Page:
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Alderman considers leaving commission over Marriott debate

By Marie Rohde

Robert Bauman

Notably absent from last weeks special meeting on the future of the Milwaukee’s Historic Preservation Commission was Alderman Robert Bauman, the commission’s most outspoken member.

The alderman said he is considering whether he should continue to serve on the commission.

“There’s no sense in staying if the commission ceases to perform its core function,” said Bauman, adding he has made no decision on his future role with the commission.

The commission in general, and Bauman in particular, are smarting from the Marriott Hotel campaign to bulldoze five buildings in the downtown historic district. The commission, he said, was the victim of a public relations campaign of misinformation.

“They folded like a house of cards,” said Bauman of the commission. “The only way you could blunt a campaign like that is if everyone stood together.”

The debate over a proposed Marriott Hotel in downtown Milwaukee has caused the Historic Preservation Commission to wonder about its future. (File photo by Kevin Harnack)

The developers of the project, Jackson Street Management LLC, criticized the commission, saying they were delaying the $50 million hotel project that would bring hundreds of jobs and $2.2 million in taxes to the city.

Randy Bryant, chairman of the commission, called the developer’s campaign unfair.

“The buildings are in an historic district and the plans were not compatible with the ordinance (created by the Common Council),” said Bryant.

Mayor Tom Barrett agreed that the commission was following the ordinance, which created the Historic Preservation Commission and set forth rules for what it governs, but said it’s time to look at the 30-year-old law and see if it still reflects what the community wants.

The commission approved the razing of the buildings in record time with only two conditions — the facade of the portion of the hotel on Wisconsin Avenue be recreated and that the portion on Milwaukee Street be set back 15 feet.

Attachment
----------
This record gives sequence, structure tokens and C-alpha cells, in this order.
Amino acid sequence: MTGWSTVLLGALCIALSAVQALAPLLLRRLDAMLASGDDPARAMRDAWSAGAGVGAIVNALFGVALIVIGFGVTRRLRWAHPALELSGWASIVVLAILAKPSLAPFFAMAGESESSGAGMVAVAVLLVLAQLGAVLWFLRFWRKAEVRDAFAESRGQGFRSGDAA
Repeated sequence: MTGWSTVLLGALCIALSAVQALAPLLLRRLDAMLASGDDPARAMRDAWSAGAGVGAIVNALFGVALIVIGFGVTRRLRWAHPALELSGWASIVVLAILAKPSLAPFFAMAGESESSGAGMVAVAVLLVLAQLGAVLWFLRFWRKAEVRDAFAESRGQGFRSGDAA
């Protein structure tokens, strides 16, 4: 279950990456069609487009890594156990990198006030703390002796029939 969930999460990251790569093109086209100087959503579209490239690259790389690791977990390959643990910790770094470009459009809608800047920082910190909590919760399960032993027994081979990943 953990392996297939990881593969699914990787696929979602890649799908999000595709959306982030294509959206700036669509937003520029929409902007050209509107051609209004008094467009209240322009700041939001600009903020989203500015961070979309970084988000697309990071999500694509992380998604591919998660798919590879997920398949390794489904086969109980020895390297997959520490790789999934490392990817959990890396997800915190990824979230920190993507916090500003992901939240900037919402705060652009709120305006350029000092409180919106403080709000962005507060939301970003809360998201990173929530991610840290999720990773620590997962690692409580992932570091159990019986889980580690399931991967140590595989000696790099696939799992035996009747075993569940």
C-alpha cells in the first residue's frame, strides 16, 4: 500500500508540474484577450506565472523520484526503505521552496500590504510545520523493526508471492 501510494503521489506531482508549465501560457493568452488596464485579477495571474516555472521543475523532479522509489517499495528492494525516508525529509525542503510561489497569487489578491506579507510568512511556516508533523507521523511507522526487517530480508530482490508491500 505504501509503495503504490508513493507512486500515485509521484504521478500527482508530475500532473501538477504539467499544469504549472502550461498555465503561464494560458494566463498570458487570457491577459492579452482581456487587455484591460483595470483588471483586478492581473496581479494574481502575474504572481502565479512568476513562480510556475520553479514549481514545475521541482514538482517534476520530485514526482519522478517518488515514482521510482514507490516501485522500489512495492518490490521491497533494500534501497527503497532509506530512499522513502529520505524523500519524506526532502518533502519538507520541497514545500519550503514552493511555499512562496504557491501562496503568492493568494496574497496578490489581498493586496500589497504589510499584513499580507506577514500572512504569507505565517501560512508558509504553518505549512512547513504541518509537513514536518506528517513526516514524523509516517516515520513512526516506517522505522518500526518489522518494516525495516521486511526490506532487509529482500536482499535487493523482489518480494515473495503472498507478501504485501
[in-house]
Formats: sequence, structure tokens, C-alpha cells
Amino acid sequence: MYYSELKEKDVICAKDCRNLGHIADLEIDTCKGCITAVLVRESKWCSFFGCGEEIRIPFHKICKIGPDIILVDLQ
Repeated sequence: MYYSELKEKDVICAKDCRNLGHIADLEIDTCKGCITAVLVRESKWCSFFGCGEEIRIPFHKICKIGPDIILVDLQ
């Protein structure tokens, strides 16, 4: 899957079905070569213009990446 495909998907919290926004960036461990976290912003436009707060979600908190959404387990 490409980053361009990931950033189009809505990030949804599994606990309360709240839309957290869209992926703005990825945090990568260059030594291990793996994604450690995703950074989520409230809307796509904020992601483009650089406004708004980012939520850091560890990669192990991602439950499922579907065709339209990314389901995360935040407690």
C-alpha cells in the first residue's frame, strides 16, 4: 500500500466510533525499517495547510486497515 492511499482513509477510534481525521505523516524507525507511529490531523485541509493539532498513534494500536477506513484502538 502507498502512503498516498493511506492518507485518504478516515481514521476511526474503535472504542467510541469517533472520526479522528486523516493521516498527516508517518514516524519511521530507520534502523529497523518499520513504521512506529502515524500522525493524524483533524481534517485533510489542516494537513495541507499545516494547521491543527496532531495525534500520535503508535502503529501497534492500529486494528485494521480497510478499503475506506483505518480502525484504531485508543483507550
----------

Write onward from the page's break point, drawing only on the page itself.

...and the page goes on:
The developers appealed the setback requirement. It took slightly more than a month from the time the plans were introduced until the Common Council gave the developers everything they wanted, including ditching the setback requirement.

“Nothing in government ever happens that fast,” said James Draeger, the deputy preservation officer for the Wisconsin Historical Society.

After the Common Council vote, Mayor Tom Barrett said the preservationists should be happy that the facade on Wisconsin Avenue was being constructed.

But Bryant said the facade is a mistake.

“We would have been better off tearing down the old buildings and putting up a good quality contemporary design,” Bryant said.

Richard Moe, former president for the National Trust for Historic Preservation, referred to the practice of preserving the facade and destroying a building as a “facade-ectomy.”

“It never works,” Moe said. “That sort of thing almost always looks out of place, out of balance.”

The commission was characterized as an unelected body standing in the way of progress.

“This is not a vigilante committee,” Draeger said. “It’s not about approving what they like and disapproving what they don’t like. It’s about upholding an ordinance based on established criteria.”

Bauman said that critics questioned the authority of the unelected members of the commission in this matter but ignored other commissions that, in reality, have far more power.

“We have an unelected fire and police commission that dominates public safety issues,” said Bauman. “The mayor and the Common Council do not even have a vote on who is appointed chief of police.”

Bauman said the flurry of criticism by talk radio and other media divided the Common Council and the commission.

“You can only be called a moron so often before you say enough is enough,” Bauman said.

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